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"By the Rivers of Babylon - American Psalmody II"
Charles Martin LOEFFLER
(1861-1935)

By the Rivers of Babylon, Op 3 (1901) [11.08]
Br. Patrick Clark, Sr. Evangeline Ingwersen, flutes
Sr. Mary Magdalene Buddington, harp
Sr. Hope Vaccaro, cello
Virgil THOMSON (1896-1989)
Three Antiphonal Psalms

Psalm 123 [1.17]; Psalm 133 [1.51]; Psalm 136 [2.23]
De Profundis (Psalm 130) (1920) [2.46]
Arnold SCHOENBERG (1874-1951)

De Profundis (Psalm 130) (1950) [5.49]
Sr. Estelle Cole, Br. Richard Cragg, Br. Tim Pehta, Br. Francis Hempel, solo quartet
Sr. Lucia Smith, soprano; Luke Norman, baritone.
Clifford TAYLOR (1923-1987)

Sing to the Lord a New Song (Psalm 98) (1959) [3.23]
Jean BERGER (1909- )

The Eyes of All Wait Upon Thee [2.21]
Kent A. NEWBURY (1925- )

Praise Ye the Lord [3.24]
Gerald NEAR (1942 - )

My Song Shall Always Be the Loving Kindnss of the Lord [2.13]
Samuel ADLER (1928- )

Psalm 84 [3.44]; Psalm 42 [2.25]; Psalm 113 (1998) [1.52]
Bruce NESWICK (1956- )

Halleluja! Sing Unto the Lord a New Song [3.35]
Robert STARER (1924- )

Give Thanks Unto the Lord [3.24]
David Ashley WHITE (20th cent.)

Cantate Domino [5.41]
Paul Tingley, Sr. Rosemary Ingwersen, trumpets; James Pfeiffer, trombone;
Sr. Victoria McNeil, Horn; Br. Christopher Swidrak, tuba
GLORIÆ DEI CANTORES, Elizabeth C. Patterson, conductor; James E. Jordan, organ
Recorded at Methuen Memorial Music Hall, Massachusetts, USA, November 1998
Booklet notes and texts in English
Distributed in USA and Canada by Paraclete Press, www.paraclete-press.com
GLORIÆ DEI CANTORES GDCD 027 [56.04]


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Those who know the Deux Rapsodies of Loeffler but are maybe, like me, a little disappointed by his Pagan Poem, will find the Loeffler they love in this beautiful work, which is musically the jewel of this album. Unfortunately, the difficult intervals and reaches of this music in performance reveal a few rough edges on the chorus’ technique, but nothing not easily forgiven in the face of this wonderful music and our gratitude to them for bringing it to us.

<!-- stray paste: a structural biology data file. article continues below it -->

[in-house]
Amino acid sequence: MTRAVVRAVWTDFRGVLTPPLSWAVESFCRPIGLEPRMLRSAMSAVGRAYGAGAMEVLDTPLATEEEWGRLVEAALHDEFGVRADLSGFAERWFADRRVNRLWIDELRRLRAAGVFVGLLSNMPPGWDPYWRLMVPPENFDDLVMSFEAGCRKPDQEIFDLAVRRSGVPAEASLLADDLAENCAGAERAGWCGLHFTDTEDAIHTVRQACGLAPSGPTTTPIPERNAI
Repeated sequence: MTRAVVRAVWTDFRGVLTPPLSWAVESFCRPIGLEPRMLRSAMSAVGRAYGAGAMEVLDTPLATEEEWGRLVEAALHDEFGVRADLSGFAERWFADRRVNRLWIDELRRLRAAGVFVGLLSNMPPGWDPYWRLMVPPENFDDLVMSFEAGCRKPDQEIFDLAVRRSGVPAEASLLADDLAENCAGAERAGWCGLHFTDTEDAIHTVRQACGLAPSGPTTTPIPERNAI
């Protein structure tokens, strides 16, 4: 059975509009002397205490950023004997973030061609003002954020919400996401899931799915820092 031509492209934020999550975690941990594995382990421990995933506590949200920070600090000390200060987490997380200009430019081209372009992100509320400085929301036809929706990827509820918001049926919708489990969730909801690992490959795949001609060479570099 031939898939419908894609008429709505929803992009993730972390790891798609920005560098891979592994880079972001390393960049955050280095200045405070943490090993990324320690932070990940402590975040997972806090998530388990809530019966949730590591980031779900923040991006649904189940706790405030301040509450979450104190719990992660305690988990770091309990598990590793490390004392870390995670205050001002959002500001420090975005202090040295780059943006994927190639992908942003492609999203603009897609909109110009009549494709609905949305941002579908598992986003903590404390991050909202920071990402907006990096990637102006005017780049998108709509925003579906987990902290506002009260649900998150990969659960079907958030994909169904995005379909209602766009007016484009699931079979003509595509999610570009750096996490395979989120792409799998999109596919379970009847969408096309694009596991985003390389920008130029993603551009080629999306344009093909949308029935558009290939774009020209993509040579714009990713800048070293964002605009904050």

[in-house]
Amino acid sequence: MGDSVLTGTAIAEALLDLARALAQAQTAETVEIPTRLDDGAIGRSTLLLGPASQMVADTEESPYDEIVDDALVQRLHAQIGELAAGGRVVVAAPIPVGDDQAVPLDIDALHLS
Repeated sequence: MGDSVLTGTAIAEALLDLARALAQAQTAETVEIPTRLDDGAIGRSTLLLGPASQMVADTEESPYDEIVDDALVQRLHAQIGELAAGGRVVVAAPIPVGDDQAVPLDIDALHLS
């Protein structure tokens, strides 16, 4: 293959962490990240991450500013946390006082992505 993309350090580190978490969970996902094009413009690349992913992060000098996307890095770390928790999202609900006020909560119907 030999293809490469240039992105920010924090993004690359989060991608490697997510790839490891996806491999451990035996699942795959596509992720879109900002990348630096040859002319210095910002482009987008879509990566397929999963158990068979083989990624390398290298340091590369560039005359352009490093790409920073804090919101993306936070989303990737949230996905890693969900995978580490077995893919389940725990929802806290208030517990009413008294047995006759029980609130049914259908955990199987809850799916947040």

These works by Virgil Thomson are very skilfully written but not remarkable in regard to his other works, although the setting of Psalm 136 attains an uncommon dramatic urgency. Pairing the next work, a setting of Psalm 130, with the following Schoenberg work on the same text allows one to compare two totally different approaches, and demonstrates the clear difference between competence and genius.

The severe difficulties of the Schoenberg "De Profundis" have brought out the best in this group, and the give us an excellent performance. This is the strongly dramatic Schoenberg of Moses und Aron, and as Tovey pointed out the adventurous harmonic language can just as easily be explained in terms of traditional harmony as it might be through any special "atonal" or "serial" technique. This is anguished, passionate music, with no gratuitous or fashionable dissonance. All the singers perform their difficult parts with commitment and excellent tone, to overwhelming effect.

Samuel Adler’s excellent textbook on orchestration sits open on my desk whenever I’m reading scores; these compositions of his are ingeniously contrapuntal but otherwise unremarkable.

As I said in my review of Volume 1, when I saw this disk performed by a chorus and musicians resident at a religious commune on Cape Cod, distributed by them to be sold in church bookstores, and consisting exclusively of Psalm settings, I was, to say the least, not looking forward to hearing it. I am for the most part a Buddhist and generic Jahvistic religious music usually bores me at best. However, after one look at the list of composers and ten minutes into the disk I was cheering. The Psalms after all are Hebrew poetry and part of our common human heritage of great literature. Even sung in English there’s not much for even an agnostic to find objectionable in the texts, which don’t actually come across that clearly most of the time anyway. But obviously they do serve to inspire the singers, who are excellent. No Sunday amateur church choir here!

The Kent Newbury setting of Psalm 150, and the Cantate Domino of David Ashley White are rousing and memorable, but also churchy and repetitive. The rest of the music on this disk is much of a type, modern American religious choral music with a certain sound, every bit as monotonous as medieval church music can be, albeit using different chords. Unless you are following the program it’s hard to tell when one piece ends and another begins. As settings of the texts for devotional use they are skilfully written and not unpleasant to listen to and the performers do their best to vary the texture and give us urgent, effective renderings.

Paul Shoemaker



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